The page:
Rival schools team up

TCC’s principal, Quentin Lee (left), poses with Winterboro principal Emily Harris. Lee had to wear Winterboro’s colors after the school won a “penny drop” competition held to fight childhood hunger.

Bob Crisp/The Daily Home

Students from Winterboro and Talladega County Central high schools collaborated to take part in the “Blue Classic” fundraising contest.

The rival schools wanted to give back to the community in some way and came up with the idea to hold a “penny drop” to donate to Alabama Childhood Food Solutions.

“The rivalry is huge, and we wanted to do something a little different this year to build

commodity between schools,” Winterboro Principal Emily Harris said.

Alabama Childhood Food Solutions donates food to students in 40-plus area schools and Boys and Girls clubs. Proceeds from collected pennies at both schools will go to the food solutions organization to help fight local childhood hunger.

“The students are having a blast and are really coming together and bonding for the common good,” Harris said.

The winner was announced during Friday’s football game between the schools. Winterboro defeated TCC in the penny drop. The schools collectively raised $1,800.

The losing team’s principal, Quentin Lee, had to wear the opposing team's shirt during the remainder of the game.

“Winterboro may have won the penny drop, but the real winners are the children from both schools,” Harris said.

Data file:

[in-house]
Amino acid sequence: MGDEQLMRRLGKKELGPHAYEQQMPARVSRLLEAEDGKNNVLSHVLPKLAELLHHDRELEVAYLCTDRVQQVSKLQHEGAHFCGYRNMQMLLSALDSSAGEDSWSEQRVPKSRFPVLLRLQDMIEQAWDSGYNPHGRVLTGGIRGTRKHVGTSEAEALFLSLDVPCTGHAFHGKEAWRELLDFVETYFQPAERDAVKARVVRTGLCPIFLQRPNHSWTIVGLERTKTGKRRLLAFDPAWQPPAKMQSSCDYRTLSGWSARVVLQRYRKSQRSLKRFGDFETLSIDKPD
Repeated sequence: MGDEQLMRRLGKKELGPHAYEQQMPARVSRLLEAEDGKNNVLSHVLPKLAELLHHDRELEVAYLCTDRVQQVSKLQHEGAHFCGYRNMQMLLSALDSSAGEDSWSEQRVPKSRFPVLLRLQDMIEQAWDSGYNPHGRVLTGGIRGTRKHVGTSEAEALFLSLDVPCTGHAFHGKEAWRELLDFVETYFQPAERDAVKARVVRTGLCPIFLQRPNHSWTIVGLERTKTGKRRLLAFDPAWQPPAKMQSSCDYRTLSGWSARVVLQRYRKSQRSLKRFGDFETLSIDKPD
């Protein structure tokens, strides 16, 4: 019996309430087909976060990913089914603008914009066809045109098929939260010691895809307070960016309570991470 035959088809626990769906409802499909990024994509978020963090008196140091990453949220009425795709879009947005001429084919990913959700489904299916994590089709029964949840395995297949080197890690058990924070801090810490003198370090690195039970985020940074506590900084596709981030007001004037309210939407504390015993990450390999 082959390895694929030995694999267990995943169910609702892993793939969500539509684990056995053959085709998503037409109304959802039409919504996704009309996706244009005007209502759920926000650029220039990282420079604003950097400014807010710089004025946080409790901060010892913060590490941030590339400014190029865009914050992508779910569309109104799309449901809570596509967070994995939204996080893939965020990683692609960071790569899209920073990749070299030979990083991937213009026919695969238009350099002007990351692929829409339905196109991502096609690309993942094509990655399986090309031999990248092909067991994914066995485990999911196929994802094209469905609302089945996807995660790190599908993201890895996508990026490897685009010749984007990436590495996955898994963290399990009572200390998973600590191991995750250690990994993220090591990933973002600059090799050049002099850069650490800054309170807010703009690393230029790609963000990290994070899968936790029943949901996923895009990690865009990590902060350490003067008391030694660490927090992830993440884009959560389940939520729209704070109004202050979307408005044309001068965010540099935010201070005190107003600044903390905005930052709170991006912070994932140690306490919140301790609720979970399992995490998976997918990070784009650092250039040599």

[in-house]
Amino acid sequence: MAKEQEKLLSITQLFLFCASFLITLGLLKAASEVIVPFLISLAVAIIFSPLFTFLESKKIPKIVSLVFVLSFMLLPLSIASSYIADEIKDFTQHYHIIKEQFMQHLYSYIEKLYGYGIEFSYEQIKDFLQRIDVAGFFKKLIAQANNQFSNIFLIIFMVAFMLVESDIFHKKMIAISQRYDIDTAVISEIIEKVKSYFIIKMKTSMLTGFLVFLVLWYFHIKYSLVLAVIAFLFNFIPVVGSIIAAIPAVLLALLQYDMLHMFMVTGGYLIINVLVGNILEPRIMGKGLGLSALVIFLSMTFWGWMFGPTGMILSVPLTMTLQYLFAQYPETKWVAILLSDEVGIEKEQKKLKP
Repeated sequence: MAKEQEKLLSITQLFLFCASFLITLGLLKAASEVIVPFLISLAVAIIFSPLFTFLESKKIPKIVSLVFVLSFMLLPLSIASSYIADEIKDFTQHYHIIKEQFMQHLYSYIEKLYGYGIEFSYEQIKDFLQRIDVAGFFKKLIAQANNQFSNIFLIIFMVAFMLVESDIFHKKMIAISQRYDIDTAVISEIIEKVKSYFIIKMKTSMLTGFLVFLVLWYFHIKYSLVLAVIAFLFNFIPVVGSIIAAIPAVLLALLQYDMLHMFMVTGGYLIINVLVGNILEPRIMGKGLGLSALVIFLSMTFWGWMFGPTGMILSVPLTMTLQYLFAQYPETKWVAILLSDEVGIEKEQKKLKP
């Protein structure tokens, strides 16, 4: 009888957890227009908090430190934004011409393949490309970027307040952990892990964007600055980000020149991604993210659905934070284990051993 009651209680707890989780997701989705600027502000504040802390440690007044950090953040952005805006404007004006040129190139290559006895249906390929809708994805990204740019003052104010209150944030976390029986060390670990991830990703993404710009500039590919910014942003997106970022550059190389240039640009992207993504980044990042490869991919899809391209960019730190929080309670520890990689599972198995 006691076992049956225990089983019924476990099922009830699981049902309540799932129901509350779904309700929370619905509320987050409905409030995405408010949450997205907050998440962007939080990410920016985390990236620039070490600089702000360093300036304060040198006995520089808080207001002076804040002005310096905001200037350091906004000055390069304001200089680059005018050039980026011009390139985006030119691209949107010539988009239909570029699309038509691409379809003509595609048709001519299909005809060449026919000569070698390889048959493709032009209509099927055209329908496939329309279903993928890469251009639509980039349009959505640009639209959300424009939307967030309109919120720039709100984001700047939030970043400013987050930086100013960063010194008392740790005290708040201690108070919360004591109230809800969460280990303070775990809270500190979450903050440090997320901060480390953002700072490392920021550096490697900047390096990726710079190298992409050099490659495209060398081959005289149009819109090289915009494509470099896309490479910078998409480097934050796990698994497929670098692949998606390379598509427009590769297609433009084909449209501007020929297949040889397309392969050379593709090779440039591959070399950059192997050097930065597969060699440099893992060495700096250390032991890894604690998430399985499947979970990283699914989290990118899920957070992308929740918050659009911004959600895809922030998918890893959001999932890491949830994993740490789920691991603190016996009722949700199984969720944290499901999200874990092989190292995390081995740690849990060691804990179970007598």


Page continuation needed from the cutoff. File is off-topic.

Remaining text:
Winterboro is comprised of grades 5-12, and TCC includes grades 7-12.

“Principal Lee … and I both felt it was important to put leadership in the hands of the students,” Harris said.

Last year, students of both schools collected and donated cans to the Red Door Kitchen in Talladega.

This year, the schools chose something that would impact them directly.

Every Friday, ACFS donates food bags to students living in low-income households or families who are in poverty.

“We send bags out to about 80 students, and I know (Talladega County Central) sends out some as well,” Harris said.

The bags contain items such as bread, peanut butter, crackers and fruit. The bags add up to about 3,000 calories.

“It was awesome to see both school communities collaborate together in fun for a worthwhile cause. It goes to show how our rivalry is exceptional,” Harris said.

For questions regarding Alabama Food Solutions, or to donate call, 256-245-6115